COVID drives a customer experience shift in life sciences CRM

Views & Analysis
COVID drives a customer experience shift in life sciences CRM

The future of life sciences CRM will be defined by rapid digital transformation and a focus on customer experience – and those who stick to old ways of working will be left in the dust, according to new research from Gartner.

Gartner’s CRM market guide notes that AI, digital scalability and hyper-automation hold the keys to sales success in the post-COVID era, and they highlight the providers who are using digital transformation to find new ways of engaging customers.

One of these companies is Omnipresence. CEO of Omnipresence Sanjay Virmani says that COVID-19 has taught organisations across the industry two extremely vital lessons: that they can digitise far more of their sales operations than they thought possible and that an even greater focus on customer experience should be exercised.

“I don't think it’s possible to go back from this. It's not just because of digital transformation – it’s also due to a fundamental shift in behaviour from the communities that have been most affected by the pandemic, including HCPs, patients and caregivers.

“Long-term, this is a shift that will only accelerate and bring further change to the sales model, meaning that life sciences leaders will need to take a closer look at their CRMs, their offerings and scalability if they want to keep up with the pace.”

Virmani adds that the COVID transformation wasn’t just about technology – it also involved moving away from the idea that certain things can only be done in specific ways. “We can be far more flexible than we imagined,” he notes.

The companies that come out best from this revolution, he says, will be those who don't think of the ‘new normal’ as ‘old normal plus digital’, and instead drive a real focus on customer experience, while harnessing a nimbler and more responsive approach to CRM.

“The successful organisations will be those that fundamentally reinvent their culture, their technology and their business models – all while keeping the needs of patients and the healthcare community at the centre of these changes. It can’t just be digital for digital’s sake.”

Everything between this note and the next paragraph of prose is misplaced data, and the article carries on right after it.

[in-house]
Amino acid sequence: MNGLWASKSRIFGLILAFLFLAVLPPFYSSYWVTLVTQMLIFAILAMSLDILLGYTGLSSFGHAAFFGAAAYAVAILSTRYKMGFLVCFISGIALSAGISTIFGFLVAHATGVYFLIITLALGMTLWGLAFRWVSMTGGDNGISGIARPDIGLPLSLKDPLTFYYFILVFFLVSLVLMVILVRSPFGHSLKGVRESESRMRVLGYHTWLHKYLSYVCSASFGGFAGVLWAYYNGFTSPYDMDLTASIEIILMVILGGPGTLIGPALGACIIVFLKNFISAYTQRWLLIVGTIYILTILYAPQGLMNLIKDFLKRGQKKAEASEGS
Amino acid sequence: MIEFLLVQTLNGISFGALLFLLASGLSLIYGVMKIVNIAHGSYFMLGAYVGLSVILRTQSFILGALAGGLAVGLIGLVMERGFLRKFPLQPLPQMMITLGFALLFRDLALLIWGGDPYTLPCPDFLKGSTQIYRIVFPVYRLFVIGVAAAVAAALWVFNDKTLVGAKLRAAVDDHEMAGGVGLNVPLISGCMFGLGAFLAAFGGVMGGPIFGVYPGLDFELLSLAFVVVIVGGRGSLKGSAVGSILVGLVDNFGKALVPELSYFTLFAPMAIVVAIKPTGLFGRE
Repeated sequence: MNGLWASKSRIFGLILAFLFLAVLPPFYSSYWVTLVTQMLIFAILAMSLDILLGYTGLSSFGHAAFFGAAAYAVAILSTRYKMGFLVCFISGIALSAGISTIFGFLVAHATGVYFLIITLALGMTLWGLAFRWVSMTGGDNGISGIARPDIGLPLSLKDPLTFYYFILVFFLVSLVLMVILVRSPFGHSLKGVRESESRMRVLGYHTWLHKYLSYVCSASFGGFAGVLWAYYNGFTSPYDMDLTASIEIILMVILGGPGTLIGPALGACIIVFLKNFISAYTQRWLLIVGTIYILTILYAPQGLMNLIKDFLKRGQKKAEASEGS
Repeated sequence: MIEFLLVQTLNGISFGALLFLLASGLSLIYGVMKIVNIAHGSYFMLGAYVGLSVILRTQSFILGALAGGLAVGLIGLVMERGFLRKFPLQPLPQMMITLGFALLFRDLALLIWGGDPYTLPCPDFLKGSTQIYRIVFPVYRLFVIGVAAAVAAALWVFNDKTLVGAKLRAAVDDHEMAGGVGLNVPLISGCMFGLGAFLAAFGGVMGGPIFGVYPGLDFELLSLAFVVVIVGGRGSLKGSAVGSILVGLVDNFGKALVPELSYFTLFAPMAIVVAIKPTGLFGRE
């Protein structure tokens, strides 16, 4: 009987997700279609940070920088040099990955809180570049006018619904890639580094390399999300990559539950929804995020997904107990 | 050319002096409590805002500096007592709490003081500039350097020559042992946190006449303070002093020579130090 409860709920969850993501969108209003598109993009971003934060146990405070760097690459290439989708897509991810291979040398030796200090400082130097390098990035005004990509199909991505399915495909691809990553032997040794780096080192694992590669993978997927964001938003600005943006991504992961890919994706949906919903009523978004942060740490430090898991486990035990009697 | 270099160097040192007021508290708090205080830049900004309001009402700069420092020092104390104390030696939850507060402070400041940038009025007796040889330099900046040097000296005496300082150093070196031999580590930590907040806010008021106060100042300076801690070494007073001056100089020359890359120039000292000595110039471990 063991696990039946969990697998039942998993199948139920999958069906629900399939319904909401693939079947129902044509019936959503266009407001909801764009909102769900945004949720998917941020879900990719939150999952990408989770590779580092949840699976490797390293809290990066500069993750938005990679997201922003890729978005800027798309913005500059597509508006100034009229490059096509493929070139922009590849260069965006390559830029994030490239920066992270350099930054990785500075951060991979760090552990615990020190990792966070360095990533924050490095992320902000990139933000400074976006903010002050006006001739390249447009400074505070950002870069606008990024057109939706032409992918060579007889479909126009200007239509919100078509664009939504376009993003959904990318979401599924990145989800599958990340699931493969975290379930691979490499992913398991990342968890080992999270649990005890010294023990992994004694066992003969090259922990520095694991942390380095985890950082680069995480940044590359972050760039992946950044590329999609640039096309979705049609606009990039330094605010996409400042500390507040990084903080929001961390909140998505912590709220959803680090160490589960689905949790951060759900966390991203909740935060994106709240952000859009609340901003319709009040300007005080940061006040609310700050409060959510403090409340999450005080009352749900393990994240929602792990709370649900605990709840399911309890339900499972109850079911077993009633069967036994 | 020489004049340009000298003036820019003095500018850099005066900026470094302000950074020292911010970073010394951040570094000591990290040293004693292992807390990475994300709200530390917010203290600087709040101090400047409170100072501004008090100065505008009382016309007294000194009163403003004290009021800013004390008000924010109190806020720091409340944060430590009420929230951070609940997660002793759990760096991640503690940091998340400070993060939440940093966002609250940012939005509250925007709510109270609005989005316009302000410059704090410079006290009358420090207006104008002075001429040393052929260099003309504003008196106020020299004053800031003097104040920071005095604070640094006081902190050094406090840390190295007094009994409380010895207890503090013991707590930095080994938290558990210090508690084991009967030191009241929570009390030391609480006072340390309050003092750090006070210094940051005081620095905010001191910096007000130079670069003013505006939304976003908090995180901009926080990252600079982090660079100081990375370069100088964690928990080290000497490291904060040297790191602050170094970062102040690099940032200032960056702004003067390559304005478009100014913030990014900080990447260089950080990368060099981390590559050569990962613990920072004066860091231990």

“The companies that come out best from this revolution will be those who don't think of the ‘new normal’ as ‘old normal plus digital’”

Evolutions in customer experience

But many gaps in pharma’s approach to customer experience still exist, and Virmani says that improvements need to accelerate.

“In a lot of industries companies often have a very different (and more positive) perception of their customer experience offerings than their customers do, and that disconnect is even more pronounced in life sciences.”

To overcome this disconnect, he says, companies must realise that true next level transformation in customer experience is not about what organisations do to improve their internal systems. Its focus is on how their customers feel about these ‘improvements’.

“Customers are not interested in the departments we have. They're not interested in the data lakes we have. They're not interested in any of the experiments we’ve done in different corners of the world.

“Customers are interested in solving particular needs that can help them improve the health outcomes of their patients, and that’s how we need to look at it – not focusing on the transformation itself but on improving how customers feel about what we’re providing them.”

From CRM to CXM

Life sciences remains one of the most inefficient industries to date according to Forbes, a last holdout against technological disruption, and industry specific CRM systems have not kept pace with wider transformations.

“The core capabilities of CRMs haven’t really changed in two to three decades – it’s the same call plans, territories, detailing etc.,” says Virmani. “It's always amusing to me when I read about something like templated email being the next big innovation in journeys. That's hardly next-level evolution.”

“Most other industries are now focusing more on providing multiple choices in how they connect with customers. This is where historic platforms often come short.

“Ultimately, companies need to consider how nimble and responsive their CRM systems can be, and to what extent they allow for better relationships and more personalised interactions to be created.”